Writing at five years of age

Creative writing at five years of age!

Yesterday morning I received this letter from a head teacher of a school where all the teaching staff, including the head, have been trained in Sounds-Write:

Dear John,
Please find enclosed a copy of a piece of unaided writing recently carried out by a child at our school. It is a testament to the power of Sounds-Write! The ability of the programme to enable children to have the confidence to write any word they know is clearly reflected here.
The piece was written by a Year 1 girl. She has a February birthday. She is in a class of 28 Year 1 children. She joined us in Reception, where she followed a daily programme of the Initial Code. She has started the Extended Code in Year 1 since September.
The task was a whole-class exercise in extended writing at the end of the half-term for assessment purposes. It was an open task. The children were requested to write about their family. No support was provided.
I hope you enjoy reading it.

Here is the text the child (5 years and 8 months)wrote:

my family
my family is disfunchenel. my Brother is a psiapath
my sister is a imbaseeal and she has a sindrom
my mother is nurotik
my Father is xenfobik and I am a jinias.

The moral of the story? If you teach children – even from an early age – to read and spell, they can write anything they want. And, by the way, the girl’s parents appreciated the humour of the account!

4 thoughts on “Creative writing at five years of age!

  1. What a fabulous vocab. this little tucker has! I'm amazed at his use of 'ps' for s and 'x' for z. Do you know if those spellings were displayed in the classroom, John?

  2. Actually, the 'little tucker' is a girl, Anon, but the answer is no – at least not the complex spellings of the sounds 's' as ps and 'z' as x.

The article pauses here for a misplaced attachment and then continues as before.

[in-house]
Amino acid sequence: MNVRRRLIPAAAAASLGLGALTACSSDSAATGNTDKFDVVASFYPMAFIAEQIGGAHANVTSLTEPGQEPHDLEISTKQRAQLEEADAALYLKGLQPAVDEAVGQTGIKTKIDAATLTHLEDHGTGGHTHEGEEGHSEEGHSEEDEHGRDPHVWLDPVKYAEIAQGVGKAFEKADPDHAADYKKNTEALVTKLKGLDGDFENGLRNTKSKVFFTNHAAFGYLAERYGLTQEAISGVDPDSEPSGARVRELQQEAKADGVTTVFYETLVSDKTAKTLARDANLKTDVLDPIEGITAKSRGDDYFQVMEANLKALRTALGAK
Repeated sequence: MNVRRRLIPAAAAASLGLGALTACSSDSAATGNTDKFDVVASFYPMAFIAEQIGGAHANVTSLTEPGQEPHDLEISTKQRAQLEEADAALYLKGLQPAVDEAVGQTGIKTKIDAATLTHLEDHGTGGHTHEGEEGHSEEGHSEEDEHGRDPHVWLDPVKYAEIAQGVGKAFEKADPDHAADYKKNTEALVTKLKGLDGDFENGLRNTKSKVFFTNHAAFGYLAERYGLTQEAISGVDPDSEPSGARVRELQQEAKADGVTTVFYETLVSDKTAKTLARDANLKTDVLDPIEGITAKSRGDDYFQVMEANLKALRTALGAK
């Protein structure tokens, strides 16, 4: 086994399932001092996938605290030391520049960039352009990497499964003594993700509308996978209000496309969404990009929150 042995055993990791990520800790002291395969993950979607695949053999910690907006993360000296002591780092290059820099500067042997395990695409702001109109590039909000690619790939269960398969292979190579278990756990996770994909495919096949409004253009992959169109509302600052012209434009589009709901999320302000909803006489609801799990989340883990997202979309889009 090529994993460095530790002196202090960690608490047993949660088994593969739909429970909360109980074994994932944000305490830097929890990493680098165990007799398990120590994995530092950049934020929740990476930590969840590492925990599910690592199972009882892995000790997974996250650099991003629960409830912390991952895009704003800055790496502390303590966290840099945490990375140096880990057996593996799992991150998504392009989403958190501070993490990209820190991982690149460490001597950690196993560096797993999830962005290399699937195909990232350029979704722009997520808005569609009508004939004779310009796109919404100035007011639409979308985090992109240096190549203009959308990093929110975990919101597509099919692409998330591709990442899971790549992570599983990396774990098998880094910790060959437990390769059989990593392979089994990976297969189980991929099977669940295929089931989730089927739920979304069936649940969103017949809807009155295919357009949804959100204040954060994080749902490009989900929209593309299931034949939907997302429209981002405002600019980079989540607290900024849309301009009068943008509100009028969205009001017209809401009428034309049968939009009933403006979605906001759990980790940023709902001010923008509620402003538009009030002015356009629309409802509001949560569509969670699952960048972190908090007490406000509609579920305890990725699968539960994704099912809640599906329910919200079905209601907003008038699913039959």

Apparently, the family play the game, 'As I was going to XXX, I saw an antelope’. The next person, says, 'As I was going to XXX, I saw an antelope and something beginning with /b/’, etc.
    What the parents do when the child gets to the letter X in the alphabet would be to say that when a word begins with X, the letter represents the sound /z/.
    However, it is obviously the case that the parents use and expose their children to complex language and almost without doubt read to the child from texts that are always just ahead of the child's knowledge and experience.

  3. I would be rather worried about a child who could write that piece, but at the school I work at it is more likely to be a fairly accurate depiction of the family than a 'joke'. I didn't find it very amusing…

  4. With respect Chas, I think you're missing the point – which is that if children are taught that the sounds of the language can be represented in writing, they are given the code knowledge and the skills needed to put that knowledge into practice, they can write anything they are capable of saying.
    At five years of age, they may not spell everything correctly – far from it – but they know how the writing system works. And, later, as teaching progresses, it can be fine-tuned.
    What is also wonderful to see is that, weeks after accomplishing a piece of writing, the children can still read it, their parents can read it, and the teachers can read it, which is more than one can say for the gobbledygook, educationalists call 'invented writing.

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